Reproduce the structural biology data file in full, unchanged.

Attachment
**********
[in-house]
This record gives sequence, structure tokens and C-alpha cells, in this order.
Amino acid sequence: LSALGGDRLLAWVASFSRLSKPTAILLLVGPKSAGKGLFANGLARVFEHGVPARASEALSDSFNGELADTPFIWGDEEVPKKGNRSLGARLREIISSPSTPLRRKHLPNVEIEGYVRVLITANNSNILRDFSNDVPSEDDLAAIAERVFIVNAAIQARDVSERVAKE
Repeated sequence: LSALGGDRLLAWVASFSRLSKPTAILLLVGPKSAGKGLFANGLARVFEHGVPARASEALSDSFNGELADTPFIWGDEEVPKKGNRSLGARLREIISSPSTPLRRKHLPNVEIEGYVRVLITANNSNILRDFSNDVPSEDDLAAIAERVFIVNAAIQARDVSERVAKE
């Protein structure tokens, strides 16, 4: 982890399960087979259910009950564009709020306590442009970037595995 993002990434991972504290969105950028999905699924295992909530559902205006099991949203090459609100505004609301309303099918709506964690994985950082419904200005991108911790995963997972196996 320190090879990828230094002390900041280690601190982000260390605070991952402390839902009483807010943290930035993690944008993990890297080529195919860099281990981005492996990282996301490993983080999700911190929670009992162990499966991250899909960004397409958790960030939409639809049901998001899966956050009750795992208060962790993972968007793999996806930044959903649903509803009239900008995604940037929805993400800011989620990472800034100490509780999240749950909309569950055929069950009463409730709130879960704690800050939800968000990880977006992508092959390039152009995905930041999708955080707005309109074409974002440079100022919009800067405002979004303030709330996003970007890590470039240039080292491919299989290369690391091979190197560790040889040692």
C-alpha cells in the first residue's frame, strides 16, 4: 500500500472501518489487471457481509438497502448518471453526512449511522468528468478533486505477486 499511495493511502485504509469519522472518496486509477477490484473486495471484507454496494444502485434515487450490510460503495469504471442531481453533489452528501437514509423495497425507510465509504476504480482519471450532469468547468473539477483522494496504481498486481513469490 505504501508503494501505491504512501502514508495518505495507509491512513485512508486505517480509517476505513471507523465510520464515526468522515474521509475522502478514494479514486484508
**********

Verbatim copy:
[in-house]
This record gives sequence, structure tokens and C-alpha cells, in this order.
Amino acid sequence: LSALGGDRLLAWVASFSRLSKPTAILLLVGPKSAGKGLFANGLARVFEHGVPARASEALSDSFNGELADTPFIWGDEEVPKKGNRSLGARLREIISSPSTPLRRKHLPNVEIEGYVRVLITANNSNILRDFSNDVPSEDDLAAIAERVFIVNAAIQARDVSERVAKE
Repeated sequence: LSALGGDRLLAWVASFSRLSKPTAILLLVGPKSAGKGLFANGLARVFEHGVPARASEALSDSFNGELADTPFIWGDEEVPKKGNRSLGARLREIISSPSTPLRRKHLPNVEIEGYVRVLITANNSNILRDFSNDVPSEDDLAAIAERVFIVNAAIQARDVSERVAKE
């Protein structure tokens, strides 16, 4: 982890399960087979259910009950564009709020306590442009970037595995 993002990434991972504290969105950028999905699924295992909530559902205006099991949203090459609100505004609301309303099918709506964690994985950082419904200005991108911790995963997972196996 320190090879990828230094002390900041280690601190982000260390605070991952402390839902009483807010943290930035993690944008993990890297080529195919860099281990981005492996990282996301490993983080999700911190929670009992162990499966991250899909960004397409958790960030939409639809049901998001899966956050009750795992208060962790993972968007793999996806930044959903649903509803009239900008995604940037929805993400800011989620990472800034100490509780999240749950909309569950055929069950009463409730709130879960704690800050939800968000990880977006992508092959390039152009995905930041999708955080707005309109074409974002440079100022919009800067405002979004303030709330996003970007890590470039240039080292491919299989290369690391091979190197560790040889040692």
C-alpha cells in the first residue's frame, strides 16, 4: 500500500472501518489487471457481509438497502448518471453526512449511522468528468478533486505477486 499511495493511502485504509469519522472518496486509477477490484473486495471484507454496494444502485434515487450490510460503495469504471442531481453533489452528501437514509423495497425507510465509504476504480482519471450532469468547468473539477483522494496504481498486481513469490 505504501508503494501505491504512501502514508495518505495507509491512513485512508486505517480509517476505513471507523465510520464515526468522515474521509475522502478514494479514486484508